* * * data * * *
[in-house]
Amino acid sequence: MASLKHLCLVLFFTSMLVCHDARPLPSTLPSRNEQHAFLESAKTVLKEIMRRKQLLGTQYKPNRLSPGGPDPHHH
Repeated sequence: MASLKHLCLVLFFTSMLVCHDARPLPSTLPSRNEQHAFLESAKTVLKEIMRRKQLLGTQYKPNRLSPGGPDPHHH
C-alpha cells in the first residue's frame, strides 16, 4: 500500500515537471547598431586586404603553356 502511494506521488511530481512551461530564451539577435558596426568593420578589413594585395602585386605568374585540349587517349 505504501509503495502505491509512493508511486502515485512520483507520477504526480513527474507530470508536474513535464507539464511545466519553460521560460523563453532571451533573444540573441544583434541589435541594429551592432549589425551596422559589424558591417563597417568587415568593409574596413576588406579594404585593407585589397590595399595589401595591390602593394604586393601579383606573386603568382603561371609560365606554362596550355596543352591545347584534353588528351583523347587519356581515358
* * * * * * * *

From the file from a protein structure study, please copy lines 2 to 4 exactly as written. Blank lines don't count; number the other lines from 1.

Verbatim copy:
Amino acid sequence: MASLKHLCLVLFFTSMLVCHDARPLPSTLPSRNEQHAFLESAKTVLKEIMRRKQLLGTQYKPNRLSPGGPDPHHH
Repeated sequence: MASLKHLCLVLFFTSMLVCHDARPLPSTLPSRNEQHAFLESAKTVLKEIMRRKQLLGTQYKPNRLSPGGPDPHHH
C-alpha cells in the first residue's frame, strides 16, 4: 500500500515537471547598431586586404603553356 502511494506521488511530481512551461530564451539577435558596426568593420578589413594585395602585386605568374585540349587517349 505504501509503495502505491509512493508511486502515485512520483507520477504526480513527474507530470508536474513535464507539464511545466519553460521560460523563453532571451533573444540573441544583434541589435541594429551592432549589425551596422559589424558591417563597417568587415568593409574596413576588406579594404585593407585589397590595399595589401595591390602593394604586393601579383606573386603568382603561371609560365606554362596550355596543352591545347584534353588528351583523347587519356581515358